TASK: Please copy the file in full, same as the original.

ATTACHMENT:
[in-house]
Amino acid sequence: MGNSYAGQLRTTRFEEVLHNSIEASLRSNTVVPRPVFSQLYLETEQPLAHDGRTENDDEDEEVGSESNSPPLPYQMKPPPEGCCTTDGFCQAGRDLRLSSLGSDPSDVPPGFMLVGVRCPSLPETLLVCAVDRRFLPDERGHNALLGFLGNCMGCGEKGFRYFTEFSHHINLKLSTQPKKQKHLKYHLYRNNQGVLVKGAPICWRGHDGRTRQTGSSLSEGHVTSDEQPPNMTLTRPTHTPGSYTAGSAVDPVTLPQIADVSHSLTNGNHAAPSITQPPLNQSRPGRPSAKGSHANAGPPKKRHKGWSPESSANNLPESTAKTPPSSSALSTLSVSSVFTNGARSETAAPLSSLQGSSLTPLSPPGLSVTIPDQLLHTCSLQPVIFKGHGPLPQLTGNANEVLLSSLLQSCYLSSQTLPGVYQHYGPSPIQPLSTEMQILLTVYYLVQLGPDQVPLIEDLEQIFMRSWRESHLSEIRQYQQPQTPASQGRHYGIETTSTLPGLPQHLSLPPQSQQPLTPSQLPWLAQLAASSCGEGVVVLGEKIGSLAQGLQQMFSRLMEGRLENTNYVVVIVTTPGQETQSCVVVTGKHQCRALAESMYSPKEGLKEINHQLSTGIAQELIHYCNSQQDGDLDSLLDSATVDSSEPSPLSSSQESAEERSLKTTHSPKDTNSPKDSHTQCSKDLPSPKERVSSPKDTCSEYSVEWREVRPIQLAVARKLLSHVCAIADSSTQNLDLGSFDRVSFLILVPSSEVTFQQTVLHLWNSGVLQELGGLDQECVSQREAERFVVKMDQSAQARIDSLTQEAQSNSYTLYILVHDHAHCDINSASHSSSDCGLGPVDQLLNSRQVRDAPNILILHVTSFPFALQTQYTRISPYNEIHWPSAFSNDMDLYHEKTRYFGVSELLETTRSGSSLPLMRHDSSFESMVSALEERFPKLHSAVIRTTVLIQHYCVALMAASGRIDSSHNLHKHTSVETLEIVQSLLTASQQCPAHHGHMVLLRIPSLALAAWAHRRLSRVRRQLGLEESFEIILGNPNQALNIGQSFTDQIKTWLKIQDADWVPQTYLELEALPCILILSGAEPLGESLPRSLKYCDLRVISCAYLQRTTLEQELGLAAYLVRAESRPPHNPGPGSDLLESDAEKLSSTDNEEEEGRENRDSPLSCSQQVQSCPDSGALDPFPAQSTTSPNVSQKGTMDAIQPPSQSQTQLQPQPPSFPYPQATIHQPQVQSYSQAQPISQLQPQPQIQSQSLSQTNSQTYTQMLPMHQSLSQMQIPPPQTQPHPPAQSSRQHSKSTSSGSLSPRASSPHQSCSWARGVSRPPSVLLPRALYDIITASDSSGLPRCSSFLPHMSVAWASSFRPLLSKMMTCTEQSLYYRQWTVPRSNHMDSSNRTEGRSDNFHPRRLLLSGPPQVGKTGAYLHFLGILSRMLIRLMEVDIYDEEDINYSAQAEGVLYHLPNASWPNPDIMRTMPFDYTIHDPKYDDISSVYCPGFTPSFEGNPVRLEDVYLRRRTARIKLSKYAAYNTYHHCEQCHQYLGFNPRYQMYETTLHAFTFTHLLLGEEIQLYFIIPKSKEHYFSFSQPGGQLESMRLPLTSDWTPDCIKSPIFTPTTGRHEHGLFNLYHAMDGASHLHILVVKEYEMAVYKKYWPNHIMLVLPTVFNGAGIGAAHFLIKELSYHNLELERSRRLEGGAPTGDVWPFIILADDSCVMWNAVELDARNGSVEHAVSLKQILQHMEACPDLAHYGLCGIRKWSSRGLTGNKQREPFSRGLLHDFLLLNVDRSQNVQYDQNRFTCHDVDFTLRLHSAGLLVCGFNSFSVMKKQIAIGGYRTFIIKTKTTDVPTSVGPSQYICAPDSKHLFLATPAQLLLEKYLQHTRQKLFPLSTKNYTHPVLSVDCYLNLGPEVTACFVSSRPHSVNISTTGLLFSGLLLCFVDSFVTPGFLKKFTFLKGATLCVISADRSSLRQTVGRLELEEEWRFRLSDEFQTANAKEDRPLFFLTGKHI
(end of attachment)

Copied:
[in-house]
Amino acid sequence: MGNSYAGQLRTTRFEEVLHNSIEASLRSNTVVPRPVFSQLYLETEQPLAHDGRTENDDEDEEVGSESNSPPLPYQMKPPPEGCCTTDGFCQAGRDLRLSSLGSDPSDVPPGFMLVGVRCPSLPETLLVCAVDRRFLPDERGHNALLGFLGNCMGCGEKGFRYFTEFSHHINLKLSTQPKKQKHLKYHLYRNNQGVLVKGAPICWRGHDGRTRQTGSSLSEGHVTSDEQPPNMTLTRPTHTPGSYTAGSAVDPVTLPQIADVSHSLTNGNHAAPSITQPPLNQSRPGRPSAKGSHANAGPPKKRHKGWSPESSANNLPESTAKTPPSSSALSTLSVSSVFTNGARSETAAPLSSLQGSSLTPLSPPGLSVTIPDQLLHTCSLQPVIFKGHGPLPQLTGNANEVLLSSLLQSCYLSSQTLPGVYQHYGPSPIQPLSTEMQILLTVYYLVQLGPDQVPLIEDLEQIFMRSWRESHLSEIRQYQQPQTPASQGRHYGIETTSTLPGLPQHLSLPPQSQQPLTPSQLPWLAQLAASSCGEGVVVLGEKIGSLAQGLQQMFSRLMEGRLENTNYVVVIVTTPGQETQSCVVVTGKHQCRALAESMYSPKEGLKEINHQLSTGIAQELIHYCNSQQDGDLDSLLDSATVDSSEPSPLSSSQESAEERSLKTTHSPKDTNSPKDSHTQCSKDLPSPKERVSSPKDTCSEYSVEWREVRPIQLAVARKLLSHVCAIADSSTQNLDLGSFDRVSFLILVPSSEVTFQQTVLHLWNSGVLQELGGLDQECVSQREAERFVVKMDQSAQARIDSLTQEAQSNSYTLYILVHDHAHCDINSASHSSSDCGLGPVDQLLNSRQVRDAPNILILHVTSFPFALQTQYTRISPYNEIHWPSAFSNDMDLYHEKTRYFGVSELLETTRSGSSLPLMRHDSSFESMVSALEERFPKLHSAVIRTTVLIQHYCVALMAASGRIDSSHNLHKHTSVETLEIVQSLLTASQQCPAHHGHMVLLRIPSLALAAWAHRRLSRVRRQLGLEESFEIILGNPNQALNIGQSFTDQIKTWLKIQDADWVPQTYLELEALPCILILSGAEPLGESLPRSLKYCDLRVISCAYLQRTTLEQELGLAAYLVRAESRPPHNPGPGSDLLESDAEKLSSTDNEEEEGRENRDSPLSCSQQVQSCPDSGALDPFPAQSTTSPNVSQKGTMDAIQPPSQSQTQLQPQPPSFPYPQATIHQPQVQSYSQAQPISQLQPQPQIQSQSLSQTNSQTYTQMLPMHQSLSQMQIPPPQTQPHPPAQSSRQHSKSTSSGSLSPRASSPHQSCSWARGVSRPPSVLLPRALYDIITASDSSGLPRCSSFLPHMSVAWASSFRPLLSKMMTCTEQSLYYRQWTVPRSNHMDSSNRTEGRSDNFHPRRLLLSGPPQVGKTGAYLHFLGILSRMLIRLMEVDIYDEEDINYSAQAEGVLYHLPNASWPNPDIMRTMPFDYTIHDPKYDDISSVYCPGFTPSFEGNPVRLEDVYLRRRTARIKLSKYAAYNTYHHCEQCHQYLGFNPRYQMYETTLHAFTFTHLLLGEEIQLYFIIPKSKEHYFSFSQPGGQLESMRLPLTSDWTPDCIKSPIFTPTTGRHEHGLFNLYHAMDGASHLHILVVKEYEMAVYKKYWPNHIMLVLPTVFNGAGIGAAHFLIKELSYHNLELERSRRLEGGAPTGDVWPFIILADDSCVMWNAVELDARNGSVEHAVSLKQILQHMEACPDLAHYGLCGIRKWSSRGLTGNKQREPFSRGLLHDFLLLNVDRSQNVQYDQNRFTCHDVDFTLRLHSAGLLVCGFNSFSVMKKQIAIGGYRTFIIKTKTTDVPTSVGPSQYICAPDSKHLFLATPAQLLLEKYLQHTRQKLFPLSTKNYTHPVLSVDCYLNLGPEVTACFVSSRPHSVNISTTGLLFSGLLLCFVDSFVTPGFLKKFTFLKGATLCVISADRSSLRQTVGRLELEEEWRFRLSDEFQTANAKEDRPLFFLTGKHI